Immediately after moderating the blog panel, Bud Parr took out his video camera and taped the panel proceedings, which he’s edited into the above highlight show. And considering the star wattage assembled for the panel, highlights abounded.
Moderator and Philly Inquirer book critic Carlin Romano began by rattling off all 37 questions asked as part of the National Book Critics Circle‘s revised survey on book reviewing ethics, commenting with tongue in cheek that the only question all 356 responders agreed on was that they were NBCC members. Then each panelist spoke for about five minutes or so on the nature of ethics and starting with Christopher Hitchens, the consensus was that if it’s not okay to review a friend’s work, it shouldn’t necessarily be taboo, either. “Who knows a writer’s body of work better,” said former NYTBR editor John Leonard of what he termed a “friend of a mind”, adding that such questions are “small potatoes compared to the corruption of a culture at large.”
Francine Prose related a witty anecdote about her days reviewing for the New York Observer and how she thought of opting out of reviewing an acquaintance’s work. “You didn’t have an affair with him, right?” asked her editor, Adam Begley (which we took to be paraphrasing more salty language.) LA Times book editor David Ulin did express discomfort of having friends review friends but that the question is better served by case-by-case questioning. “No potential conflicts are too stupid,” he said, adding that any conflicts should be disclosed by the reviewer to the editor because the editor often has only limited knowledge.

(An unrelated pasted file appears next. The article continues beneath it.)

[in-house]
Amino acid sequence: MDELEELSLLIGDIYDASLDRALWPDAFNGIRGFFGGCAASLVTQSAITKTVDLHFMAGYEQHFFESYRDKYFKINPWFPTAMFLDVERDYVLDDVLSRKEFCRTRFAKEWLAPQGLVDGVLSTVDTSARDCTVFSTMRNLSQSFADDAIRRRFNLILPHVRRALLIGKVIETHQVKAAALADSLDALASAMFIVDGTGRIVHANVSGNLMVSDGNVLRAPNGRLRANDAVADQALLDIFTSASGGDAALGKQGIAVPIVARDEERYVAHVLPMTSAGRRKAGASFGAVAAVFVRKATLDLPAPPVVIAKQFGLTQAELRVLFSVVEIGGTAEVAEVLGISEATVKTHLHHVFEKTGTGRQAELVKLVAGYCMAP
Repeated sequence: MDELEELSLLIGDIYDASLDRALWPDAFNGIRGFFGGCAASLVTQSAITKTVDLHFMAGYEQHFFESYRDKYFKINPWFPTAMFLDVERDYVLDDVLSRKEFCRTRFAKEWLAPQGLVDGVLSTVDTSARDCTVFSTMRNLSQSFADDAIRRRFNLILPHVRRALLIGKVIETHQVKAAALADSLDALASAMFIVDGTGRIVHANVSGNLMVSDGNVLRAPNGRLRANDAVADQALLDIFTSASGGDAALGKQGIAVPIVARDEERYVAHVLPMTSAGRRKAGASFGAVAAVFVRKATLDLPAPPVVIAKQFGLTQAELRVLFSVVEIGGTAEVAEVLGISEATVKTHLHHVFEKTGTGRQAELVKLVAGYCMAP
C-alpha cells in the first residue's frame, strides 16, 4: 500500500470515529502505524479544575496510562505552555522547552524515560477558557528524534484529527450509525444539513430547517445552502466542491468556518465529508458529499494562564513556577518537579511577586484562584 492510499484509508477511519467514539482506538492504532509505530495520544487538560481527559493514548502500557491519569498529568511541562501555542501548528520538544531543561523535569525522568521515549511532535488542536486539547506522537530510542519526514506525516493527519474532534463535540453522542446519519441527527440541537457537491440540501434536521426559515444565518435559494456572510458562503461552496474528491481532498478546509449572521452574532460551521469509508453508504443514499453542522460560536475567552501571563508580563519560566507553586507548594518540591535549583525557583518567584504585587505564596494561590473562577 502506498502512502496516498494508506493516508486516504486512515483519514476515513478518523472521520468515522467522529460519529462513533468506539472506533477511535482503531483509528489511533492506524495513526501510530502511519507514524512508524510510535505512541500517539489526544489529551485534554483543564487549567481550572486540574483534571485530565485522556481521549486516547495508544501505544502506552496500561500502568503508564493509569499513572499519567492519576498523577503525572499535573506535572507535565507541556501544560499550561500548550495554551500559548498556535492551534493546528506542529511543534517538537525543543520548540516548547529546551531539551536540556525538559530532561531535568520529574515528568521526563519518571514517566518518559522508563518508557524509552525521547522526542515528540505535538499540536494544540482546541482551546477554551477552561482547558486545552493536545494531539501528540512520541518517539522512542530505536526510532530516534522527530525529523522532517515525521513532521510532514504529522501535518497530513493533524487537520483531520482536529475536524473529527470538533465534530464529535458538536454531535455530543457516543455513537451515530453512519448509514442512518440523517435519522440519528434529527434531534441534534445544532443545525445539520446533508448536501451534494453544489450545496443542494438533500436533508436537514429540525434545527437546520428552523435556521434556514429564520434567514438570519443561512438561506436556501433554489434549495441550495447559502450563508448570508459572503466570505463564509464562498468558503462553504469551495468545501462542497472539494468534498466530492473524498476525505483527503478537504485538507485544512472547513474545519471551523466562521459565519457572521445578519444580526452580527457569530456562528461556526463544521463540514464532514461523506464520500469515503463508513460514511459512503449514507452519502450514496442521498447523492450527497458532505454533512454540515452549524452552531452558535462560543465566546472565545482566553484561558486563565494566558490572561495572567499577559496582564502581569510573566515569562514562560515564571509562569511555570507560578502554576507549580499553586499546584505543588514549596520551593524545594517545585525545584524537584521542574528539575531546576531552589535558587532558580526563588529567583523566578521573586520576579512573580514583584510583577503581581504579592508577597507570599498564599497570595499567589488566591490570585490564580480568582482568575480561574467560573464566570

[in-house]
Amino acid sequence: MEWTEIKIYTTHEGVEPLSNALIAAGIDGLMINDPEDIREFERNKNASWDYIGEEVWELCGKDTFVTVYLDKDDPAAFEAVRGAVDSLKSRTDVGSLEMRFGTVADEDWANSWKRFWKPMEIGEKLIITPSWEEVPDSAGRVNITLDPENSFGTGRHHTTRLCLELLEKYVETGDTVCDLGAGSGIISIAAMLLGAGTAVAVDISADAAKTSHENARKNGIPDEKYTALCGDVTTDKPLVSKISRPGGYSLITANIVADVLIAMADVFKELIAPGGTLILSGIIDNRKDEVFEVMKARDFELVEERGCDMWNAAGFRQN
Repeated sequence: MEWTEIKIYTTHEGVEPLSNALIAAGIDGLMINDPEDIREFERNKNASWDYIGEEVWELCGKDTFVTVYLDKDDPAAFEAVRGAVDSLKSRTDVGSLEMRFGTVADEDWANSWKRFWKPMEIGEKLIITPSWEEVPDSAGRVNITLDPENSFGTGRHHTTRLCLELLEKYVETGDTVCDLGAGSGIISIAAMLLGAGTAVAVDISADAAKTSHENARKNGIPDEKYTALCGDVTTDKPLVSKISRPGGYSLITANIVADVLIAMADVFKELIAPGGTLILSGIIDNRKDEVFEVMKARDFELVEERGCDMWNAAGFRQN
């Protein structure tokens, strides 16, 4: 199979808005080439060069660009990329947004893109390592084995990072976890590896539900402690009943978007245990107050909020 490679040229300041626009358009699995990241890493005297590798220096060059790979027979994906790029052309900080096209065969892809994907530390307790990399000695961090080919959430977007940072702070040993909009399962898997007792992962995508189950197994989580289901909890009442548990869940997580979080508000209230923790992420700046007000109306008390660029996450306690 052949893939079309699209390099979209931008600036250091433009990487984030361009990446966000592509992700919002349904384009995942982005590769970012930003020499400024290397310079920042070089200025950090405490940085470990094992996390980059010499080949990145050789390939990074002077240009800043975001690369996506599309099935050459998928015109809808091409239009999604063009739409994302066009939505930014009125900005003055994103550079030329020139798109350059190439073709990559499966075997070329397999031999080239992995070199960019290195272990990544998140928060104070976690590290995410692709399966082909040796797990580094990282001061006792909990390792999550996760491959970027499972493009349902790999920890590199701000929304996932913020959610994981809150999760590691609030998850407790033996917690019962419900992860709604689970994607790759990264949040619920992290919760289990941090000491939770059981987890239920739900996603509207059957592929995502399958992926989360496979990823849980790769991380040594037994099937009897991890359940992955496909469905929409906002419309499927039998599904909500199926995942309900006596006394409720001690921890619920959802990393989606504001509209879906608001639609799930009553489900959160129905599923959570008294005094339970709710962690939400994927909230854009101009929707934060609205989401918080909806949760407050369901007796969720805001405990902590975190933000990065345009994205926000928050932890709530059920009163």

The odd man out on many levels was current NYTBR editor Sam Tanenhaus, who not only had trouble sitting still for most of the panel but seemed to delight overmuch in the examples of blurred line ethics as pertaining to the Book Review, like boasting proudly of inviting Hitchens to review a friend’s work for the publication. (Let’s not even get into his closing comments that, after a colleague remarked “you’ll know who your friends are when you leave the job” that “it’s okay, I don’t have any friends” and how it seemed to betray less humor than startling truth.) And even though it’s fairly likely Tanenhaus had a prior engagement that prevented him from sticking around for the Q&A after the panel ran long, his almost immediate bolting smacked of a lack of accountability to the audience, and perhaps his fellow panelists. I wasn’t the only one to note that after Tanenhaus (and Hitchens) left, the room’s mood lightened a great deal – and that’s not only because of Romano’s pointed attacks against Michiko Kakutani, equating her reviewing style with “killing babies in their crib.”
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